Even the classics are problematic. How one Toronto theatre company remixed Euripides for 2019

Playwright Jeff Ho (Ho Ka Kei) on updating an ancient story with a timely theme: redemption and forgiveness.

Playwright Jeff Ho (Ho Ka Kei) on updating an ancient story with a timely theme: redemption and forgiveness

Virgilia Griffith in Iphigenia and the Furies (on Taurian Land). (Photo: Dahlia Katz/Courtesy of Saga Collectif)

An adaptation of an ancient Greek comedy doesn't usually make me as giddy as a new Marvel movie would. (I didn't go to theatre school, and my knowledge of Greek classics is somewhat limited.) But Iphigenia and the Furies (on Taurian Land) is the latest production from Toronto's Saga Collectif, a group of theatre artists who have produced some of the most powerful, poignant and memorable material that I've seen over the past few years. Written by Jeff Ho (Ho Ka Kei) and directed by Jonathan Seinen, the play is a modern, hilarious and very diverse twist on the classic text by Euripides.

But if you're like me and don't know the original, here are your Coles Notes (well, actually Parris Notes) on the dramatic world of the play. The backstory: Agamemnon, King of Mycenae, was setting sail for Troy when the goddess Artemis decided to mess with his plans. She'd taken control of the winds, and refused to stop unless Agamemnon killed his eldest daughter, Iphigenia. So, Agamenon brought Iphigenia to a sacrificial altar. But at the last moment, Artemis — that that twisted, tricky goddess — replacing the princess with an animal (I'm not sure how no one noticed that switch-a-roo) and taking her to the land of Taurians, where Iphigenia was made a priestess. (Her day gig was literally sacrificing people. Triggering much?)

Back home, Iphigenia's mother Clytemnestra was (understandably) upset with her husband, so she killed him (not so understandable). Then, their son Orestes killed her. (I'm telling you, the Red Wedding has nothing on this revenge spree.)

As punishment for killing his mom, Orestes was haunted by the Furies (three goddesses of vengeance) and was told by Apollo that the haunting would only come to an end if he completed a very specific mission: find Artemis (at Iphigenia's temple), steal a sacred statue of the goddess and bring it back to Athens. On the quest, Orestes and his sister Iphigenia are finally reunited — and that reunion is where the play picks up.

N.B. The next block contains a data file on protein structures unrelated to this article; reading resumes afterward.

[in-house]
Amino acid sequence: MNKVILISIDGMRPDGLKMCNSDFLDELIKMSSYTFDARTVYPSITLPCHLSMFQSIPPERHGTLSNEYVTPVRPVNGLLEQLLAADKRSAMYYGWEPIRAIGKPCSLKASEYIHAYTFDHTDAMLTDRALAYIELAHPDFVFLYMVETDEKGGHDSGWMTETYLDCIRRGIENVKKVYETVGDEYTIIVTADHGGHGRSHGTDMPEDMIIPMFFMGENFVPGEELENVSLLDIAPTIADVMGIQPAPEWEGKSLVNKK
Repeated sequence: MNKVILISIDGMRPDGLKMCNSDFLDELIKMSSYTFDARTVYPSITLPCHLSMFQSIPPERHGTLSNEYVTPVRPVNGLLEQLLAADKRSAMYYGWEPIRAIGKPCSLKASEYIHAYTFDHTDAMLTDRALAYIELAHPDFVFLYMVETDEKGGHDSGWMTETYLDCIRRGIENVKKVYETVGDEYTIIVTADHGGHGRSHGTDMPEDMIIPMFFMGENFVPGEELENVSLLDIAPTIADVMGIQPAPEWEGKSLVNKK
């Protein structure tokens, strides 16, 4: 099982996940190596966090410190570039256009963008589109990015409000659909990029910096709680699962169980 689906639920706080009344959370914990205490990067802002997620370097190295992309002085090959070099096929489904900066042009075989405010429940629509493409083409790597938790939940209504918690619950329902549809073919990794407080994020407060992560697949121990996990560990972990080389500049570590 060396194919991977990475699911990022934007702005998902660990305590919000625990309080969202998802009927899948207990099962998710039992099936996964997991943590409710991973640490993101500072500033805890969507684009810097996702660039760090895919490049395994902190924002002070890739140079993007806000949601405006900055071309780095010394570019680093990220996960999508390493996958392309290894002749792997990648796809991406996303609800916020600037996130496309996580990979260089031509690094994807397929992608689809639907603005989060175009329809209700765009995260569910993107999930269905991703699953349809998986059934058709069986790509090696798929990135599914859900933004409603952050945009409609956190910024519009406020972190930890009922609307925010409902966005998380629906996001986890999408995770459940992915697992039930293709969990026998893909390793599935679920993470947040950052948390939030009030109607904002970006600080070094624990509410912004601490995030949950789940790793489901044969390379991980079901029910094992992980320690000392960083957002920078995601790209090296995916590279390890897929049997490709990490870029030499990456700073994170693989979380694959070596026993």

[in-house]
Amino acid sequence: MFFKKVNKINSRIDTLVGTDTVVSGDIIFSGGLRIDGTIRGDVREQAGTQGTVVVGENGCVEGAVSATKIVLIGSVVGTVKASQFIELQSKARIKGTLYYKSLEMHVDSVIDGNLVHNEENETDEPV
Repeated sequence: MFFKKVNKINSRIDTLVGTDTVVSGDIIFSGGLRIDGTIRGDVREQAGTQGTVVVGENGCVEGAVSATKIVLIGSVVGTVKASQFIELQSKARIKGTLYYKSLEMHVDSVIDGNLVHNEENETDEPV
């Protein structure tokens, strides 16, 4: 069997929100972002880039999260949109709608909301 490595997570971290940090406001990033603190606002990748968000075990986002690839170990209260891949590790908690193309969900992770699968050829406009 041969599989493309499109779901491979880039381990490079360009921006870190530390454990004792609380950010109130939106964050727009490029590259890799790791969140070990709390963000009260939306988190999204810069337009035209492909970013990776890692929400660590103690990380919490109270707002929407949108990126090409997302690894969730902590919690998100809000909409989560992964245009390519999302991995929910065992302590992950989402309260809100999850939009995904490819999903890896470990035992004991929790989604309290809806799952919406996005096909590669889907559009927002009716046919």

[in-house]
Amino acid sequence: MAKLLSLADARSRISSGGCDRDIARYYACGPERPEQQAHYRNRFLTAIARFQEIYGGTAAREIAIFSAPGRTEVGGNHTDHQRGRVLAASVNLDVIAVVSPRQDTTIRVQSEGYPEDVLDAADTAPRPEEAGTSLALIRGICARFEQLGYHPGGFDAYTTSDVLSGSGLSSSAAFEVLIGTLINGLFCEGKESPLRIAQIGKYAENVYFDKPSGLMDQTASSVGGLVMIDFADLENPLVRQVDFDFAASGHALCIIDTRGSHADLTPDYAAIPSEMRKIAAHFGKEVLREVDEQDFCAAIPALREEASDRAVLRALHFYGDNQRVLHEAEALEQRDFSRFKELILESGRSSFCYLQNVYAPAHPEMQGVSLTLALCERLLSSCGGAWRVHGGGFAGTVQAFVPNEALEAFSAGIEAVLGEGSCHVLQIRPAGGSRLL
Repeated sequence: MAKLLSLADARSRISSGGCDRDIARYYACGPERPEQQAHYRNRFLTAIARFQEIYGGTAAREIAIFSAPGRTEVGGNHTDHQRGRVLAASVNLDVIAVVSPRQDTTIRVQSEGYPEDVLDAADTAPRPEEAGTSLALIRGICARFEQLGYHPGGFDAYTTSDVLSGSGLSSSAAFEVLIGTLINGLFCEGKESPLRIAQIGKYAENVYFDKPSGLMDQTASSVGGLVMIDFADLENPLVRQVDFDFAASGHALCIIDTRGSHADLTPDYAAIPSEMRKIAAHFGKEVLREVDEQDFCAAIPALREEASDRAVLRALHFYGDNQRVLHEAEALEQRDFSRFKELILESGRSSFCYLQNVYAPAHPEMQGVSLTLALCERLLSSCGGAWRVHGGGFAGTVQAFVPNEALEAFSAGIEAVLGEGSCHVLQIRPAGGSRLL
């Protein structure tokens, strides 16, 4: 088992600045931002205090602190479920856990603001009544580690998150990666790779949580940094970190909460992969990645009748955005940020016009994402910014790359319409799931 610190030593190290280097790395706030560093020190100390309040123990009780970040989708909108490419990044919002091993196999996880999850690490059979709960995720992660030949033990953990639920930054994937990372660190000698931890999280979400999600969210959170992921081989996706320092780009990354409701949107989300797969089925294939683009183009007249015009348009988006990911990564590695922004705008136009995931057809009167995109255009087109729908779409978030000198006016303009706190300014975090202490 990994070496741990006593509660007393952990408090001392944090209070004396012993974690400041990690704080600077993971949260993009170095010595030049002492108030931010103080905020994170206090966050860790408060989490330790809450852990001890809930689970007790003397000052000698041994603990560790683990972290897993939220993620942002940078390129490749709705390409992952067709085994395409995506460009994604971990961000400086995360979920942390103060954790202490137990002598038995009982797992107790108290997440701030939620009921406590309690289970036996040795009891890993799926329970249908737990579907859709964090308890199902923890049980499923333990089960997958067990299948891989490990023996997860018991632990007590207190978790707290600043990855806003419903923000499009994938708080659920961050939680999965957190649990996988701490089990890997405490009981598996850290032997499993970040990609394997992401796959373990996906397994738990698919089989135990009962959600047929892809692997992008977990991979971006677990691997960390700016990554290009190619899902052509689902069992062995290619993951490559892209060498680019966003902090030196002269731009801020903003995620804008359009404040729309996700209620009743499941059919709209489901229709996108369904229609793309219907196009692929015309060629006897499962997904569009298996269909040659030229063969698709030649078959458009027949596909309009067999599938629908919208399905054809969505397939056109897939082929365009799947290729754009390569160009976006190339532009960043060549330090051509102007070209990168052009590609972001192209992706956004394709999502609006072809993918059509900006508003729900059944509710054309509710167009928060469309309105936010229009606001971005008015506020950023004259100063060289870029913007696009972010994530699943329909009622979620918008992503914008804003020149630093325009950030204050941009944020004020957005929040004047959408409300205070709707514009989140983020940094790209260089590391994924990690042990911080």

Given all the blood spilling and backstabbing, you might be surprised to learn that Iphigenia and the Furies (on Taurian Land) is a comedy! (Even when they're comedies, Greek classics are never short on drama.)

The play is transformed through its contemporary language. (I love that Agamemnon is called "Daddy-Aggy" in the show.). It dives into the homoeroticism that's hinted at in the original, and also questions the colonial motivations that undergird much of the plot.

I saw the play earlier this week and left surprisingly moved, really appreciating its 2019 lens on homophobia, class and silencing. At the end of the play we are reminded that these stories are told over and over again and that we the audience are implicated in this question of why we keep choosing to watch and tell the same problematic narrative.

I spoke with playwright Jeff Ho about the role of classical theatre in today's critical and often cynical world.

Scene from Iphigenia and the Furies (on Taurian Land). (Photo: Dahlia Katz/Courtesy of Saga Collectif)

I read that as a playwright you are obsessed with adaptations of Western classics. Where did this obsession come from?

Jeff Ho: I think it came from when I was a pianist from Hong Kong. Since I was five, the entire canon of music that I absorbed as a child through piano was Western. Chopin or Rachmaninoff or Beethoven — even to this day I can pull out a concerto from the Western canon immediately, but it takes time to even just think of a classical Chinese piece. And that's what it is. I don't judge it. That's what it is.

But going to the National Theatre School, we did a lot of classics. As an actor, [there was] this dream of going to Stratford or Shaw. It was only when I graduated did I realize, "Oh, I have an interest in writing new stories drawn from my own background, drawn from Hong Kong."

So tell me about Iphigenia and the Furies. What was the vision for this adaptation? What were you hoping to do?

JH: I had to find my way into that, actually. In the play, in the original, there is a gorgeous recognition scene between Orestes and Iphigeneia.

It's at the end of this whole family tragedy of the house of Atreus, and Euripides re-imagined this ending to be a happy ending that was ending this cycle of vengeance. And it was such a beautiful recognition scene — even Aristotle held it up to be the example of recognition scenes in all of Western drama.